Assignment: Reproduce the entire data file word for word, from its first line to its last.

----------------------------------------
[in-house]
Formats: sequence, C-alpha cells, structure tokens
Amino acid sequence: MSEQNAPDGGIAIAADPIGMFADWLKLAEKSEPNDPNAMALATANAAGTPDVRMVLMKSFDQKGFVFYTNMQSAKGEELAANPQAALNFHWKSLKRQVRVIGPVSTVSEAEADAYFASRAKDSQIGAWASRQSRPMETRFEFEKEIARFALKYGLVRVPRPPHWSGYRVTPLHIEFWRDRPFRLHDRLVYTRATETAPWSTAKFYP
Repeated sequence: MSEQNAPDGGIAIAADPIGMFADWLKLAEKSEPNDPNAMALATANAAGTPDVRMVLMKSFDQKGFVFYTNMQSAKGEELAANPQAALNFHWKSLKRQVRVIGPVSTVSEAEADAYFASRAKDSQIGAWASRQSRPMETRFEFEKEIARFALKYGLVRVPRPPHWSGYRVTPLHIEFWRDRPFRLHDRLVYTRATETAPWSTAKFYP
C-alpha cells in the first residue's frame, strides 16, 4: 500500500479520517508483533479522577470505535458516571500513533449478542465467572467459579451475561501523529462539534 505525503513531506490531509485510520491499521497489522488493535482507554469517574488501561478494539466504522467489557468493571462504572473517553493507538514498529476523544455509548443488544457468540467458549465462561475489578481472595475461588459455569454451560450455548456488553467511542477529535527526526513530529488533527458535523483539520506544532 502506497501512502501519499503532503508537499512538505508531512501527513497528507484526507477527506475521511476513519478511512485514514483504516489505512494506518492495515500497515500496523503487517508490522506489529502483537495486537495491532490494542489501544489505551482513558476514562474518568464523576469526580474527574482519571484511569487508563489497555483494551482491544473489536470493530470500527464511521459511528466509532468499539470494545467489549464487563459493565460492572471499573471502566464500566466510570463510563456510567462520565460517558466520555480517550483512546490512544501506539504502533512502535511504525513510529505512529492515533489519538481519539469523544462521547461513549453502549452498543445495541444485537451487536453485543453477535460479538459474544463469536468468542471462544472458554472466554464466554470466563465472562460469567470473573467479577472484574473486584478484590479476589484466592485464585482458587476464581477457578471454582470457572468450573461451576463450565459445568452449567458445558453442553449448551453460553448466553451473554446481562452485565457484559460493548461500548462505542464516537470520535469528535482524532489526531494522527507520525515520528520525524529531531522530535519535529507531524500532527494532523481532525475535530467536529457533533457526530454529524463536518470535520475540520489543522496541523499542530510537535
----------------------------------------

[in-house]
Formats: sequence, C-alpha cells, structure tokens
Amino acid sequence: MSEQNAPDGGIAIAADPIGMFADWLKLAEKSEPNDPNAMALATANAAGTPDVRMVLMKSFDQKGFVFYTNMQSAKGEELAANPQAALNFHWKSLKRQVRVIGPVSTVSEAEADAYFASRAKDSQIGAWASRQSRPMETRFEFEKEIARFALKYGLVRVPRPPHWSGYRVTPLHIEFWRDRPFRLHDRLVYTRATETAPWSTAKFYP
Repeated sequence: MSEQNAPDGGIAIAADPIGMFADWLKLAEKSEPNDPNAMALATANAAGTPDVRMVLMKSFDQKGFVFYTNMQSAKGEELAANPQAALNFHWKSLKRQVRVIGPVSTVSEAEADAYFASRAKDSQIGAWASRQSRPMETRFEFEKEIARFALKYGLVRVPRPPHWSGYRVTPLHIEFWRDRPFRLHDRLVYTRATETAPWSTAKFYP
C-alpha cells in the first residue's frame, strides 16, 4: 500500500479520517508483533479522577470505535458516571500513533449478542465467572467459579451475561501523529462539534 505525503513531506490531509485510520491499521497489522488493535482507554469517574488501561478494539466504522467489557468493571462504572473517553493507538514498529476523544455509548443488544457468540467458549465462561475489578481472595475461588459455569454451560450455548456488553467511542477529535527526526513530529488533527458535523483539520506544532 502506497501512502501519499503532503508537499512538505508531512501527513497528507484526507477527506475521511476513519478511512485514514483504516489505512494506518492495515500497515500496523503487517508490522506489529502483537495486537495491532490494542489501544489505551482513558476514562474518568464523576469526580474527574482519571484511569487508563489497555483494551482491544473489536470493530470500527464511521459511528466509532468499539470494545467489549464487563459493565460492572471499573471502566464500566466510570463510563456510567462520565460517558466520555480517550483512546490512544501506539504502533512502535511504525513510529505512529492515533489519538481519539469523544462521547461513549453502549452498543445495541444485537451487536453485543453477535460479538459474544463469536468468542471462544472458554472466554464466554470466563465472562460469567470473573467479577472484574473486584478484590479476589484466592485464585482458587476464581477457578471454582470457572468450573461451576463450565459445568452449567458445558453442553449448551453460553448466553451473554446481562452485565457484559460493548461500548462505542464516537470520535469528535482524532489526531494522527507520525515520528520525524529531531522530535519535529507531524500532527494532523481532525475535530467536529457533533457526530454529524463536518470535520475540520489543522496541523499542530510537535